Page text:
Part 3 of 3

Welcome to the final instalment of the Phantom Stick Phenomenon article. We discussed the importance of STICK SIZE in part 1 and HOW to lead with the stick in part 2. This final article focuses more on advanced stick positioning.


When I was playing nets, all my coaches use to tell me to make every low save with my stick. This was pretty good advice back in the day as their logic was to direct all the pucks to the corner in order to control rebounds. However, there has been a growing movement away from the habit of making ALL low saves with the stick. I was working with Tom Dempsey, Goalie Guru and Ottawa 67’s goalie coach, and he was consistently instructing his goalies to keep their sticks in their 5 hole whenever sliding towards the sides of the net (dead angle shots). At first, this technique seemed strange but upon further review, it is a great addition to any goalie’s game.

The logic of not moving the stick away from the 5 hole is that the pad, when in a butterfly, is already facing the corner. Therefore, moving your stick in front of your pad is not creating any advantage as the blade of the stick has the same angle and is covering the same area as the pad. However, moving the stick towards the pad does create a big hole between the legs. The threat amplifies when the goalie is transitioning into his/her sliding butterfly as the legs naturally spread open for a split second when the goalie starts his/her downwards push. If the goalie is also leading with the stick in front of his/her pad, it leaves the 5 hole wide open for the player to make you look really bad.

In light of this evolved technique, I have created a rule that I consistently apply at my Goalie U clinics. When there is a direct shot and you are set and have time to react, you should move your stick to make the save and direct the pucks to the corner or above the glass. Whenever you are in transition (moving throughout the crease) or on the dead angles you should not attempt to make the save with the stick. You should also never lead with the stick when beginning your slide as this creates a big gap between the legs. In these two situations, try to keep your stick between the 5 hole and let your legs do all the work. I guarantee the number of 5 hole goals will decrease.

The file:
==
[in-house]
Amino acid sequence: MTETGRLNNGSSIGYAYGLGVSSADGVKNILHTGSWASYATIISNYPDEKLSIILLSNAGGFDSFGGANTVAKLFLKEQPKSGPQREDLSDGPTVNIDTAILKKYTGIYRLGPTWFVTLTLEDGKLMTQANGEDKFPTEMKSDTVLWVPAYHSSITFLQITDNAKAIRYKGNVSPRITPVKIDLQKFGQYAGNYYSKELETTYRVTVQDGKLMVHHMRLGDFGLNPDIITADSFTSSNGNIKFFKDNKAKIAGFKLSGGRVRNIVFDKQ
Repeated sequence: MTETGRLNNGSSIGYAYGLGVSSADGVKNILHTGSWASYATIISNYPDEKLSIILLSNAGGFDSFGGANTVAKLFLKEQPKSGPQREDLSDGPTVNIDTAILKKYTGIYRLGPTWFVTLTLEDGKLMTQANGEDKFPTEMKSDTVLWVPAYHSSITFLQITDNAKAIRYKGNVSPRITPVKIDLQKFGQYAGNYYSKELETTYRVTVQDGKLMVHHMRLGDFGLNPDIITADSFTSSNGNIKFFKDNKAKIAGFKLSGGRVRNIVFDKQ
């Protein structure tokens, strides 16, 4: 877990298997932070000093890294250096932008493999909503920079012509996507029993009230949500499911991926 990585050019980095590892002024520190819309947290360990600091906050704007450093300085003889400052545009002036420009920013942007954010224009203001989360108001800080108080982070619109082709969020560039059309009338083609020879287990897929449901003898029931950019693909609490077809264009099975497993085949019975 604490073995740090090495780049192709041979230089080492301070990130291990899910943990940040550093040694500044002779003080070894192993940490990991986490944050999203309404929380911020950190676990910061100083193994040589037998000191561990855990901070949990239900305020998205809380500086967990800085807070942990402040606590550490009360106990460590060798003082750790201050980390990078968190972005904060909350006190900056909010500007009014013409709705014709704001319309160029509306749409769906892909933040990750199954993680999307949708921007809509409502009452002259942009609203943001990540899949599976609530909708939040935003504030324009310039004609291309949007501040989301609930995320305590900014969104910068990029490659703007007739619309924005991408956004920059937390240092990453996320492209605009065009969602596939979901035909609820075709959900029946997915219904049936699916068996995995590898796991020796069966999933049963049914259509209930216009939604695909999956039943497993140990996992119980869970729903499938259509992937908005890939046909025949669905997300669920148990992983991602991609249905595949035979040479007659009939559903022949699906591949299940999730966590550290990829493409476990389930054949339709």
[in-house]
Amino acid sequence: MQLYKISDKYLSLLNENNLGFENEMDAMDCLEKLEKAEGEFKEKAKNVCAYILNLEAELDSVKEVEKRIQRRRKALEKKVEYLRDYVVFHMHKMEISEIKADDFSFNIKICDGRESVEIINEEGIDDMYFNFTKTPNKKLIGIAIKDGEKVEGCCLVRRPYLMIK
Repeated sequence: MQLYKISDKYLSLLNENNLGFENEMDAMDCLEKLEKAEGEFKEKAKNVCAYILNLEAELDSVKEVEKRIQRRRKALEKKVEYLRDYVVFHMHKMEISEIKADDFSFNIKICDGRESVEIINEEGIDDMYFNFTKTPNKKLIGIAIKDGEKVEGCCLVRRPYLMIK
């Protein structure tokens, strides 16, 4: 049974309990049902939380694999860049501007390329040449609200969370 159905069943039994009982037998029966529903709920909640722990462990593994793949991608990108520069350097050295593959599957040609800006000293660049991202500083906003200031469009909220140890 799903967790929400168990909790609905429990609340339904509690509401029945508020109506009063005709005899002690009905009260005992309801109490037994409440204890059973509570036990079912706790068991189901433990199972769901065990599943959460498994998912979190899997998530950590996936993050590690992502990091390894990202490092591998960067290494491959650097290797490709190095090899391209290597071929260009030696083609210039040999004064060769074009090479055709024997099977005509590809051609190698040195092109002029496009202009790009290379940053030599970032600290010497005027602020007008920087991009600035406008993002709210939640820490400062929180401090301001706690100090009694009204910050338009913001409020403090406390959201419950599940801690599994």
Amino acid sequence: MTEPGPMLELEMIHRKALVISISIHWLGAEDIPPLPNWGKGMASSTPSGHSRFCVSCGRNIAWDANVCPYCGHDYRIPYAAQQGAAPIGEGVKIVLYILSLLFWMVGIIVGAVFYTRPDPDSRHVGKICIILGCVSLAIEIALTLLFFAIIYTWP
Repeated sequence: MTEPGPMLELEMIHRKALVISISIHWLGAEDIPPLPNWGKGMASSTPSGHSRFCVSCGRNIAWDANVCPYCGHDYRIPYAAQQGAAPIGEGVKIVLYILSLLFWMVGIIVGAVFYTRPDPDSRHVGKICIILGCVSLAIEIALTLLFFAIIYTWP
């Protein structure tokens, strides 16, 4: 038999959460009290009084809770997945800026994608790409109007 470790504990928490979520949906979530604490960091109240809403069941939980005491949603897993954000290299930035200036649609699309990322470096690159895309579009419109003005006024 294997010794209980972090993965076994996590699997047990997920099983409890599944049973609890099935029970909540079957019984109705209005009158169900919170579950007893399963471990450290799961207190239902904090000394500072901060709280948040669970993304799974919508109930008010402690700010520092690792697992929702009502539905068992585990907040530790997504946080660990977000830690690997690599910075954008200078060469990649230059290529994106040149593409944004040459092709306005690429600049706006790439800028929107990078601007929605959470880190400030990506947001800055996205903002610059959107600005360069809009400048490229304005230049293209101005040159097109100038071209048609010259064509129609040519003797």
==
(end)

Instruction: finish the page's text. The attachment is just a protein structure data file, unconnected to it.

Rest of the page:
This is a very unnatural technique to apply, so in practice, work on lots of dead angle shots or sliding butterfly drills towards the post. Remember to always keep your stick between the legs and eventually this will become second nature. Until next time, keep the pads tight and be the hero and post the zero.

2 Responses to “Part Three – WHEN TO ATTACK”

  1. sander Says:


    It’s such a great site! Great post, I just bookmarked it on Digg….

  2. Kenzing Says:

    really good article…

    I have spent a bit of time going through your posts, more than I should have but I must say,

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